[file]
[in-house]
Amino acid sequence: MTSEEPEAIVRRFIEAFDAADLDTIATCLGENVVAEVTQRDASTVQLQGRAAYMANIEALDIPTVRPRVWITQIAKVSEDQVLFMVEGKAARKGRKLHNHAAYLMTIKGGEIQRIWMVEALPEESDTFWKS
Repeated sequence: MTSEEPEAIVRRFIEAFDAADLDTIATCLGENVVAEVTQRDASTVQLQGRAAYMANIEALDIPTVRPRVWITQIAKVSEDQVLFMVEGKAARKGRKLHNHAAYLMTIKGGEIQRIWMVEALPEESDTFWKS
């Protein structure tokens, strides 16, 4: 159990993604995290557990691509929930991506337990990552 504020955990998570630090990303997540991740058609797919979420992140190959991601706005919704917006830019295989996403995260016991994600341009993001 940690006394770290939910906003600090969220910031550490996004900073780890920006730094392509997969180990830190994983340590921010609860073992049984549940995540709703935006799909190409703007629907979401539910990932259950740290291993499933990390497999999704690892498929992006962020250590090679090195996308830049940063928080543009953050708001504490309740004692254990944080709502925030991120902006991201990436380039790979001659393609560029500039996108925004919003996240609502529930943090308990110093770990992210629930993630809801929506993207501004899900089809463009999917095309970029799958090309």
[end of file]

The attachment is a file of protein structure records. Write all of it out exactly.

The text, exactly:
[in-house]
Amino acid sequence: MTSEEPEAIVRRFIEAFDAADLDTIATCLGENVVAEVTQRDASTVQLQGRAAYMANIEALDIPTVRPRVWITQIAKVSEDQVLFMVEGKAARKGRKLHNHAAYLMTIKGGEIQRIWMVEALPEESDTFWKS
Repeated sequence: MTSEEPEAIVRRFIEAFDAADLDTIATCLGENVVAEVTQRDASTVQLQGRAAYMANIEALDIPTVRPRVWITQIAKVSEDQVLFMVEGKAARKGRKLHNHAAYLMTIKGGEIQRIWMVEALPEESDTFWKS
């Protein structure tokens, strides 16, 4: 159990993604995290557990691509929930991506337990990552 504020955990998570630090990303997540991740058609797919979420992140190959991601706005919704917006830019295989996403995260016991994600341009993001 940690006394770290939910906003600090969220910031550490996004900073780890920006730094392509997969180990830190994983340590921010609860073992049984549940995540709703935006799909190409703007629907979401539910990932259950740290291993499933990390497999999704690892498929992006962020250590090679090195996308830049940063928080543009953050708001504490309740004692254990944080709502925030991120902006991201990436380039790979001659393609560029500039996108925004919003996240609502529930943090308990110093770990992210629930993630809801929506993207501004899900089809463009999917095309970029799958090309």